Promoting Plant Biology Education at NABT 2017

ASPB Education committee member, Valerie Haywood, and Miguel Vega-Sanchez from Monsanto, stand behind a cotton and soybean plant in the ASPB Education & Outreach booth at NABT 2017.

The ASPB Education Committee hosted an Education & Outreach booth at the National Association of Biology Teachers Professional Development Conference  in St. Louis, MO this past November.  Held in the historic Union Station hotel, this year’s booth was organized by ASPB Education Committee members Valerie Haywood and Scott Woody, and Winnie Nham, ASPB Education Coordinator.

This event was a grand success, mainly due to contributions from local ASPB member-volunteers associated with Monsanto, University of Missouri, Washington University (Wash U), as well as help from West Virginia State University (WVSU) faculty attending NABT.  Our volunteers not only provided their individual expertise in plants, but also generously donated some excellent plant resources to showcase in the booth. Scott Saracco from Monsanto brought along cotton and soybean plants to display. Maria Sorkin, a graduate from Washington University, provided resources to demonstrate DNA extraction from strawberries.  Ivan Radin, also a graduate student at Wash U, supplied us with Arabidopsis and Nicotiana plants at various stages, including MS-plated Arabidopsis seedlings.  Many booth visitors commented that they had never seen a cotton or soybean plant, plants commonly used in many everyday products.  Many of the teachers visiting our booth expressed interested in using plants in the classroom, and found the small sizes of Arabidopsis and Nicotiana very appealing. The biggest hit of all was the Arabidopsis seedlings grown on MS plates. Teachers loved this idea!  Based on visitor responses and enthusiasm, we plan to develop learning modules centered around using Arabidopsis in the K-12 classroom for future education & outreach events.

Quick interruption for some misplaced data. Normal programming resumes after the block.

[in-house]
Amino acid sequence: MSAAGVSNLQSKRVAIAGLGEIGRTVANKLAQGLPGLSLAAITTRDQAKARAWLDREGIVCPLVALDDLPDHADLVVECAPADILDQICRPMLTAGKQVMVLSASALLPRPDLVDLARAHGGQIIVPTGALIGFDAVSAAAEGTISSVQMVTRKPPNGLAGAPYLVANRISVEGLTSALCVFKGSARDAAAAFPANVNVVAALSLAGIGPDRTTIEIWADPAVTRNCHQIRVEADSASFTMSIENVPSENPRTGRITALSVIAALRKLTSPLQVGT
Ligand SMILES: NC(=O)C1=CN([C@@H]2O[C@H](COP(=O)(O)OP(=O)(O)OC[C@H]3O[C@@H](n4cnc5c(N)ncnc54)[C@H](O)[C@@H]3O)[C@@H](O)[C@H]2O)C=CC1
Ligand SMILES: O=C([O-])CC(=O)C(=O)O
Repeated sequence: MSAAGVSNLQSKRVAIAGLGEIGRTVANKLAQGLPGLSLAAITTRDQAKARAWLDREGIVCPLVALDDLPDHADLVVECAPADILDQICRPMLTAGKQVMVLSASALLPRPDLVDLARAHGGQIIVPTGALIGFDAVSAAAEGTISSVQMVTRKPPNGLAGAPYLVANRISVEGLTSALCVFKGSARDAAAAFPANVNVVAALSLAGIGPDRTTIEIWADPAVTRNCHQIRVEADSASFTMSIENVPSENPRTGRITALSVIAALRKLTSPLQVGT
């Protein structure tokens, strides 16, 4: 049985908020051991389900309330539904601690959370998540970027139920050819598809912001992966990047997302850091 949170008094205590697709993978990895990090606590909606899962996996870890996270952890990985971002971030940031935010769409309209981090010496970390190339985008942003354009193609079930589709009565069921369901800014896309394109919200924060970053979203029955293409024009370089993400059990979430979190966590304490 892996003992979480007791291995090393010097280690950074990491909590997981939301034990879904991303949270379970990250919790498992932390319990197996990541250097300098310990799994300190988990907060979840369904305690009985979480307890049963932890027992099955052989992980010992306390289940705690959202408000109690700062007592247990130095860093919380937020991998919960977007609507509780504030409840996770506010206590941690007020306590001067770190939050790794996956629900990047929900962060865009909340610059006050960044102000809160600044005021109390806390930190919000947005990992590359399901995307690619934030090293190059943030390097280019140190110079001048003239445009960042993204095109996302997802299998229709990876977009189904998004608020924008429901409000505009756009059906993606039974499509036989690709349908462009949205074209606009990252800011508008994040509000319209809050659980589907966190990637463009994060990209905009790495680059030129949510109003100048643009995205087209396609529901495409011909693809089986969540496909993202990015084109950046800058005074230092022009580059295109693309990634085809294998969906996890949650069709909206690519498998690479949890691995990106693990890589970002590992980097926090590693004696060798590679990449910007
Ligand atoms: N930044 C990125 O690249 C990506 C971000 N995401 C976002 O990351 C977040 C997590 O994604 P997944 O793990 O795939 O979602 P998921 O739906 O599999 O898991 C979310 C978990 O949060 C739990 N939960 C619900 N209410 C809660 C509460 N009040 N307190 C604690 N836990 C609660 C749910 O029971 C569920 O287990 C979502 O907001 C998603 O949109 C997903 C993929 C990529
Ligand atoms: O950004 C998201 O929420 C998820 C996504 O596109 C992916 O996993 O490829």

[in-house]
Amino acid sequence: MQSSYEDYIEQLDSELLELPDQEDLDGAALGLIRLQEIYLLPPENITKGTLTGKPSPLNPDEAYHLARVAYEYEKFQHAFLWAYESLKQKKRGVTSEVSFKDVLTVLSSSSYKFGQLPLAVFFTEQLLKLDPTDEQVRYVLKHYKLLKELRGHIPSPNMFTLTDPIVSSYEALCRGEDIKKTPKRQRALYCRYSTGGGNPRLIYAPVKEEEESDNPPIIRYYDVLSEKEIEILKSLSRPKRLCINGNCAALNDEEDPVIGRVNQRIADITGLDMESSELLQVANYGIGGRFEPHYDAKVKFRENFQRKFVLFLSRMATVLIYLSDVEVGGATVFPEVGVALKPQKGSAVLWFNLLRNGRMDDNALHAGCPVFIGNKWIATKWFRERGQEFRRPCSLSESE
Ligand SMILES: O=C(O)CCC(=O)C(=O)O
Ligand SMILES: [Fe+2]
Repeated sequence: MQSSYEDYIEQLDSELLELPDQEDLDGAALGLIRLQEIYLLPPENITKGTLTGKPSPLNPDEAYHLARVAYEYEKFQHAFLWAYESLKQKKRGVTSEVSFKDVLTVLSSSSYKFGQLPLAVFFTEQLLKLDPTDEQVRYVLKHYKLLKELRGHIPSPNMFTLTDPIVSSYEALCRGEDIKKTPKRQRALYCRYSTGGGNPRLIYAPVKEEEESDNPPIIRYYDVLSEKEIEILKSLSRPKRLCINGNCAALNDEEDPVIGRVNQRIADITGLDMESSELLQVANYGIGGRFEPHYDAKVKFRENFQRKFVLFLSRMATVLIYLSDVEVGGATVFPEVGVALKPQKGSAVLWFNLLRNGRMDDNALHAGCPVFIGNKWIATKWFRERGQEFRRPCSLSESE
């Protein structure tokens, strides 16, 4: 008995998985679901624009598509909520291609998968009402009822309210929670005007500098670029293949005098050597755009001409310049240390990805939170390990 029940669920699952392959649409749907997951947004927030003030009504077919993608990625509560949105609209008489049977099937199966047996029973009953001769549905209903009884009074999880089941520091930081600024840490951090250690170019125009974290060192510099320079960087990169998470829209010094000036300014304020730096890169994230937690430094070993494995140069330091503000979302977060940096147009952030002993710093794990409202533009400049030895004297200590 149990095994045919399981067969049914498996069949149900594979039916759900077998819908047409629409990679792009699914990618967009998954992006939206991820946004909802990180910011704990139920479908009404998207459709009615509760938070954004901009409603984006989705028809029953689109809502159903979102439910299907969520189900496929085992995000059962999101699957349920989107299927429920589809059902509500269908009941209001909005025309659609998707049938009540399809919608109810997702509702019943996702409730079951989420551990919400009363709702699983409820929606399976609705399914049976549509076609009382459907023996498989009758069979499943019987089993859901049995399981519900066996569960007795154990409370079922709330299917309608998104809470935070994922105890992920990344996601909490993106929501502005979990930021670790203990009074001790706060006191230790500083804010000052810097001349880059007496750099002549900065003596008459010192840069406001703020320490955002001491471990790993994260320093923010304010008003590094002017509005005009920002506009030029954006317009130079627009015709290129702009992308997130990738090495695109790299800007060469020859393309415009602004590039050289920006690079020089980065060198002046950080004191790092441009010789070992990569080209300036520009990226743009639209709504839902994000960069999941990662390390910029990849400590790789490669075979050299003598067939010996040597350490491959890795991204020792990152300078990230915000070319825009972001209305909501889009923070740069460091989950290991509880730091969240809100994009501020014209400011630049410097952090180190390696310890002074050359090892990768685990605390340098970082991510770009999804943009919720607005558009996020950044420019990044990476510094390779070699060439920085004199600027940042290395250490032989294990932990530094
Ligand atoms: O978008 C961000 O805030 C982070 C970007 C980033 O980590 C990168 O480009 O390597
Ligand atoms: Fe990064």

Feedback from teachers and administrators has made one thing very clear… our work at these outreach events is more important now than ever.  Focus on plants in K-12 curriculum is being reduced as greater emphasis is being placed on animal systems and human health. And with budget cuts looming for the US Department of Education, teachers are searching for inexpensive options to bring science into the classroom.  The ASPB Education committee will be investigating ways to highlight the value of incorporating plant biology education into curricula,  looking for ways to facilitate the use of plants models in science education, as well as ways to educate the public about the importance of plants.    Please feel free to share your thoughts on these ideas with the ASPB education committee.  You can contact Valerie Haywood at if you have ideas you would like to share.

The NABT 2017 Exhibit hall, held in the ballroom of the historic Union Station Hotel in St. Louis, MO.

We would like to offer a special thanks to our volunteers for helping to make our booth a success: Beverly Agtuca (University of Missouri), Debarati Basu (Wash U), Mark Chatfield (WVSU), Dustin Potts (Monsanto), Scott Saracco (Monsanto), Maria Sorkin (Wash U),  Ivan Radin (Wash U)  Miguel Vega-Sanchez (Monsanto).

Written by Valerie Haywood, Case Western Reserve University & ASPB Education Committee Member

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